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April 23, 2016
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May 29, 2016

Champagne 101

No matter the occasion, whenever it is time to celebrate, we are always quick to raise a toast, our glasses filled with a bubbly wine commonly referred to as Champagne. With a resounding ‘pop’ of the cork being released, drinks quickly start to pour. But why do we choose to celebrate with Champagne?

What is Champagne?

Champagne is a sparkling wine produced from the Champagne region grapes grown in France:  black Pinot noir, Pinot Meunier, and white Chardonnay. In order to create carbonation, the wine in the bottle must undergo secondary fermentation. This process involves bottling the wine with a mixture of yeast and fresh sugar. This produces carbon dioxide, which is contained in the bottle instead of being released as it would have been during regular fermentation. This results in the bubbles.

champagne-corkOrigin of Champagne

Many attribute the discovery of sparkling wine to Dom Perignon (1638-1715), a French Benedictine monk. While he made important contributions to the production of Champagne, sparkling wine was actually created by accident. When the weather cooled off during the autumn season, the cold temperatures would keep the sugars in the wine from converting to alcohol, shutting down the fermentation process. Winemakers would still bottle the wine, not realizing what was happening. When the weather warmed up again in the spring, the temperature in the cellars also increased, fermentation would start back up again, causing the yeast in the wine to begin generating carbon dioxide. The gas produced would eventually push the cork out of the bottle, even causing the glass bottle to explode, which in turn, caused other nearby wine bottles to explode. This proved to be a huge problem for winemakers, as it was a hazard to that production for the year.

A Celebratory Drink?champagne-bucket

So why do we drink Champagne on special occasions? Champagne is historically associated with luxury. In 1789, the royal courts of Europe began the tradition of drinking champagne during times of celebration. Many began to view it as a status symbol. Marketing and propaganda pushed the bubbly drink into popularity. Merchants could only afford to drink Champagne on special occasions, causing it be adopted as the celebratory drink.

How is Champagne Different from Sparkling Wine?

Should we refer to all sparkling wine as Champagne? In short, no. Champagne is actually not the name of a winemaking style, as many believe. It is merely a geographical location. In reality, a sparkling wine should only be called Champagne if it comes from the region of Champagne, France. Champagne is a sparkling wine, but not all sparkling wine is Champagne.

Dry vs. Sweet?

As with most wines, Champagne and other sparkling wines indicate their level of sweetness on the label. Certain key words to look for are:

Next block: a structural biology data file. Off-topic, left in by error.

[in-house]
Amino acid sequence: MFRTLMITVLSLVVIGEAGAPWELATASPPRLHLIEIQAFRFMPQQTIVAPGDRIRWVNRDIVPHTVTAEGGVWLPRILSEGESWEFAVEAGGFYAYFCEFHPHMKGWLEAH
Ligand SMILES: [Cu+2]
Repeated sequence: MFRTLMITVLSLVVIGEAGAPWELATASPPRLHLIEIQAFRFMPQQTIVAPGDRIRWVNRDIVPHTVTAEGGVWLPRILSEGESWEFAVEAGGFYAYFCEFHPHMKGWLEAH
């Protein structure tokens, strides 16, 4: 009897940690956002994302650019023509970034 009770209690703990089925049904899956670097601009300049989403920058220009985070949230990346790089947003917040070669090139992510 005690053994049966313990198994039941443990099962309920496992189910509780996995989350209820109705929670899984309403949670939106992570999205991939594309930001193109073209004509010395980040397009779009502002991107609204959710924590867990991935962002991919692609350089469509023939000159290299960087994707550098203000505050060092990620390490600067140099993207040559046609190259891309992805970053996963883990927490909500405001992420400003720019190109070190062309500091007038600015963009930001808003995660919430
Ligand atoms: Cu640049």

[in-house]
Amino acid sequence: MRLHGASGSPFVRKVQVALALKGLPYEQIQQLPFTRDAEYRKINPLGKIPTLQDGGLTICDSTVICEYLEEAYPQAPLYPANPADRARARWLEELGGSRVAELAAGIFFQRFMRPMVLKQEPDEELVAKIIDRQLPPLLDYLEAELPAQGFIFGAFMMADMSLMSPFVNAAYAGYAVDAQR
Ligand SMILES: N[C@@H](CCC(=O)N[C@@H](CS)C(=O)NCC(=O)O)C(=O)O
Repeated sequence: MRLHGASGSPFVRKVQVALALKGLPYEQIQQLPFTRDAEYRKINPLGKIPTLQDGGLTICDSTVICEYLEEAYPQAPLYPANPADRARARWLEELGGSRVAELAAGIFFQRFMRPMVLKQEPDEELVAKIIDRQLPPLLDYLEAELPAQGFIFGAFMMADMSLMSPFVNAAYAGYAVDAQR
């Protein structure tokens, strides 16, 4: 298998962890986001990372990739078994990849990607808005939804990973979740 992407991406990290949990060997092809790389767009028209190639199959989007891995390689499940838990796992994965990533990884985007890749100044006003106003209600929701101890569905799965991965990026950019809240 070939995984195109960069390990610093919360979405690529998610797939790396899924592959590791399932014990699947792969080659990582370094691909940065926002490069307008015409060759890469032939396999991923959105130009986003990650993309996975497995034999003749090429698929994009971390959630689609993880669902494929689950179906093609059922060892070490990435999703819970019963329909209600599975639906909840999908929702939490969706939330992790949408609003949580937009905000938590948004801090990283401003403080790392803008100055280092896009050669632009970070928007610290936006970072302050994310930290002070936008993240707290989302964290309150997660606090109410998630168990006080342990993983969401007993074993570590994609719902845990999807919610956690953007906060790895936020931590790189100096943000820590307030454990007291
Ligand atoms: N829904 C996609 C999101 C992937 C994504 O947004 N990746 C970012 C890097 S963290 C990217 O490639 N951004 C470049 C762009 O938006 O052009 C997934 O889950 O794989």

Brut: A very dry wine, there is not a hint of sweetness in Brut. Because of the low sugar content and bright acidity, this type of sparkling wine actually pairs well with food.

Extra Dry: Surprisingly, this wine is actually slightly sweet. Of course, to a sweet wine drink, it might not be a huge difference from Brut. It has just enough residual sugar to be considered slightly sweet.

Sec: A French word for “dry,” Sec is slightly more sweet than Extra Dry.

Demi-Sec: Finally, you have a fully sweet sparkling wine. This type often pairs well with desserts.

What Grapes are Used for Sparkling Wine?

Champagne:

As mentioned previously, this is made from black Pinot noir, Pinot Meunier, and white Chardonnay.

Blanc de Blancs:

The phrase literally translates to “white of whites,” meaning that this wine is made from white grapes. To be called Champagne, it would have to be made from white Chardonnay grapes from said region. Outside of the region, any white grape can be used.

Blanc de Noirs:wine-639868_960_720

The phrase translates to “White of blacks,” which means this is a wine made entirely of black grapes, such as, Pinot Noir, Pinot Meunier, or a combination of the two. During the winemaking process, the grapes are crushed, the skin is removed, and the clear juices retain a little of the grapes’ color, commonly golden yellow or salmon pink.

Rosé:

These wines are great pairings for meals. They can be made by the same process as the Blanc de Noirs or by adding still red wine to a sparkling white wine. The color is typically a rosy pink, hence the name.

Whether you’re raising your glass of bubbly or settling in with a glass of top-shelf bourbon, you can enjoy the sights and sounds from one of our fantastic locations here at the BLEND Bar • Cigar® We have some excellent Champagne options available to try.


 

BLEND With Davidoff-Final 0715BLEND Bar • Cigar with Davidoff Cigars® is Indianapolis and Nashville’s premier cocktail lounge and cigar bar. BLEND’s selection of premium cigars is second to none, and our walk-in humidor is one of the largest in the US. BLEND is the only appointed merchant for Davidoff cigars in Indiana, so cigar aficionados are sure to find what they are looking for.

 
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